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Checking OH Teens' Decision-Making on Teen Pregnancy Prevention Day

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May 5, 2010

COLUMBUS, Ohio - The National Day to Prevent Teen Pregnancy is Wednesday, May 5. In Ohio, local agencies are promoting a unique way to sharpen the critical thinking skills of young people who find themselves in risky intimate situations.

The new online quiz was unveiled the National Campaign to Prevent Teen Pregnancy. The organization hopes it will spread through social networking sites and be used by teachers, parents, caseworkers and anyone else involved in the lives of young people. Crystal Ward Allen, executive director, Public Children Services Association of Ohio, says the quiz tests teens' common sense im terms of avoiding unintended pregnancy.

"Whether it's an after-school situation or an evening party, the quiz gets them to think about those scenarios and figure out what they might do, what they might say to themselves, what they might say to a friend, how they might act."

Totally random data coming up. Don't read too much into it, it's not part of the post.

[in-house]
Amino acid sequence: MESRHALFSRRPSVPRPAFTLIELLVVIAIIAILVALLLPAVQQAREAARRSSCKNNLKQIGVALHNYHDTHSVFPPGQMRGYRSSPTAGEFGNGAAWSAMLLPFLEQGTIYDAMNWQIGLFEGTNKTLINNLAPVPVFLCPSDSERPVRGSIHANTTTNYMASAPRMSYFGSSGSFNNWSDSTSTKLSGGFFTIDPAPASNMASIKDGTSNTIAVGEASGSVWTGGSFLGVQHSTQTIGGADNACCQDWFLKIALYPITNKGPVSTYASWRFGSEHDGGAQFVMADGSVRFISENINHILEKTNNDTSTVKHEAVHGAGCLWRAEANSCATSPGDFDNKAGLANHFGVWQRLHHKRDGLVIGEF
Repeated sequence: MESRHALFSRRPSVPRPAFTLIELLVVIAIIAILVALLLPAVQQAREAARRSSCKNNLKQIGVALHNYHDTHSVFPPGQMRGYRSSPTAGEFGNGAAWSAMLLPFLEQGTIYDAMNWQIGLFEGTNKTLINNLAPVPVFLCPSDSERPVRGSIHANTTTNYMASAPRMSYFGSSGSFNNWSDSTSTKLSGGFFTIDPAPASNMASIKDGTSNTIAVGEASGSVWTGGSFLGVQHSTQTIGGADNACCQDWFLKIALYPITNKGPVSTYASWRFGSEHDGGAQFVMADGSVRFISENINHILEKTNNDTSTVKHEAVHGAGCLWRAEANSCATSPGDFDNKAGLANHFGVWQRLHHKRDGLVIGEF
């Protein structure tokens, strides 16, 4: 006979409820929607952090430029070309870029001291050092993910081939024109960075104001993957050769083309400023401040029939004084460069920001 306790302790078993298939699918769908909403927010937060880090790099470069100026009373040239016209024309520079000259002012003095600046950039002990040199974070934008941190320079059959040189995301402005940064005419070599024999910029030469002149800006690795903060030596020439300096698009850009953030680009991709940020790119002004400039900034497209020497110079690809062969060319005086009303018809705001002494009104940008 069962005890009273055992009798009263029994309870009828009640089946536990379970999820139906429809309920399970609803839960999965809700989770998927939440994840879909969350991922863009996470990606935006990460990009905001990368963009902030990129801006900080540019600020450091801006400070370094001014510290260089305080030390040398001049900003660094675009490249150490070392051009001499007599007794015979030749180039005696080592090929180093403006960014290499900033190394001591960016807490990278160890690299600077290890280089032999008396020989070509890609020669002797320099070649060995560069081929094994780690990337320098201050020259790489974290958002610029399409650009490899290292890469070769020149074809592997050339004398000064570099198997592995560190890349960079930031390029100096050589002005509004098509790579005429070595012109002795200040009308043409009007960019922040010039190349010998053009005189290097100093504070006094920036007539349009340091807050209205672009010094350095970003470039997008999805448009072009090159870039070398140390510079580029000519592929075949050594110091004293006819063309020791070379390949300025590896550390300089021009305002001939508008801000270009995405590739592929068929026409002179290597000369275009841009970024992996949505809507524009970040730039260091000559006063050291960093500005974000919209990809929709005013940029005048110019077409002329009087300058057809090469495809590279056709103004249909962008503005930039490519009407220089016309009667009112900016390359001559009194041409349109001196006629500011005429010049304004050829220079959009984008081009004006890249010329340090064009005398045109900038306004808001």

The quiz is online at Allen points out that pregnancy at an early age can be a struggle, as well as a setback that is hard to shake as the young parents grow up.

"It often cuts short their education and their job training, and then they're often poorly-educated and underemployed in the future, which makes them a low-income, less productive citizen."

According to the National Campaign to Prevent Teen Pregnancy, the average cost for teen pregnancies to Ohio taxpayers is $1512 per teen birth. While Allen says plenty of young people can be good parents, she also sees a correlation between cases of child abuse and higher stress among those who had their children as teens.

"It's stressful because they're not emotionally ready; it's stressful because they're not financially secure. So, teen pregnancy prevention is a child abuse prevention strategy."

Ohio's teen pregnancy rate ranks around the middle compared to other states, with 40 births per 1,000 women. Allen and others support a bill now in the Ohio House to provide an optional comprehensive sex education plan for schools that would cover such topics as HIV/AIDS, contraceptives, and disease prevention methods.

Eric Mack, Public News Service - OH